The CEO of the world’s largest money management firm said Wall Street is getting increasingly nervous about a trade war.
Larry Fink, the head of BlackRock (BLK), said during a conference call with analysts Monday that “some of the strongest foundational components of international investing are being tested as trade frictions escalate to new levels.”
Fink added that “strong earnings and US economic growth unfortunately are being offset by heightened uncertainty due to rising protectionism and potential barriers to the open markets and free trade.”
Fink is worth paying attention to. BlackRock owns the popular iShares family of exchange-traded funds. BlackRock, which reported its latest earnings Monday morning, said that the company now manages a whopping $6.3 trillion in assets worldwide.
But investors pulled $22.4 billion from stock funds at BlackRock in the second quarter and put $26.4 billion into more conservative bonds, a potential sign that people are worried the market could be due to a fall.
Fink recited a laundry list of investor concerns during the conference call: Increased volatility. Political uncertainty. Short-term bond rates at their highest levels in ten years.
“We are at a pivotal point. Clients are struggling to better understand increased risk and uncertainty and market dynamics are shifting, causing those clients to pause as they think about the future,” Fink said.
Fink also warned in an interview with Bloomberg Monday that stocks could fall 10% to 15% next year and that the US economy could slow if President Trump goes through with plans to launch $200 billion more in tariffs on Chinese goods.
“The market’s having a hard time digesting the whole change in globalization and trade,” Fink told Bloomberg.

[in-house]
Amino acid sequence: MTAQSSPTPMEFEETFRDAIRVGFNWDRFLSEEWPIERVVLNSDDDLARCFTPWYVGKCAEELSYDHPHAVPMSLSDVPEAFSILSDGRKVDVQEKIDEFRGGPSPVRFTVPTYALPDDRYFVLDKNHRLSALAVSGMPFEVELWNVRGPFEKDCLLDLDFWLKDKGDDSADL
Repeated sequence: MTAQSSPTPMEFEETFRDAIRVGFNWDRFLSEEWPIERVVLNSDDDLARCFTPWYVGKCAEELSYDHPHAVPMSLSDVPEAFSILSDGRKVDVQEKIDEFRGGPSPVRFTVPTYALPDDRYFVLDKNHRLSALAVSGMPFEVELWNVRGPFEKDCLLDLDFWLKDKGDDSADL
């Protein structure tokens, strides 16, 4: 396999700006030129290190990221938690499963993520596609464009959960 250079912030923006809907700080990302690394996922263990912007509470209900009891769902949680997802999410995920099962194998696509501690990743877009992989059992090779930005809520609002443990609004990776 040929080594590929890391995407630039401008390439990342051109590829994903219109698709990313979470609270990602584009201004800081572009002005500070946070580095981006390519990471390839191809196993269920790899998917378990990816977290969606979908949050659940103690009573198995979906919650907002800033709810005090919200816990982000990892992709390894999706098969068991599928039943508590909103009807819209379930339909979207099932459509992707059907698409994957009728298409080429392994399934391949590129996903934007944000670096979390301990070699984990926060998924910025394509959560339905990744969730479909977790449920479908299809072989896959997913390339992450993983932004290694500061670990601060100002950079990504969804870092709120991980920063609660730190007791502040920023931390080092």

Still, some market experts wonder if Fink is sounding a bit overly alarmist.
Other financial firms, such as Bank of America (BAC) and JPMorgan Chase (JPM), have reported pretty solid earnings.
Executives at JPMorgan Chase and Citigroup (C) said last week that even though companies were mentioning trade uncertainty more often, most clients weren’t changing their business outlooks just yet.
James Ragan, director of wealth management Research at D.A. Davidson & Co., said in an interview with CNNMoney Monday that consumers and small businesses remain fairly confident and retail sales have been robust.
Ragan added that the tech-heavy Nasdaq index and the Russell 2000, which includes mostly smaller US companies, are not far from all-time highs.
“So far, the market is not too worried about trade. Fundamentals are solid,” Ragan said. “The stock market is not overly expensive either since earnings are so strong.”
Investors mostly brushed aside Fink’s pessimistic comments on Monday too. Although BlackRock’s stock fell about 1% in midday trading, the broader market was flat. And shares of Bank of America, JPMorgan Chase and Citigroup were all up about 3%.
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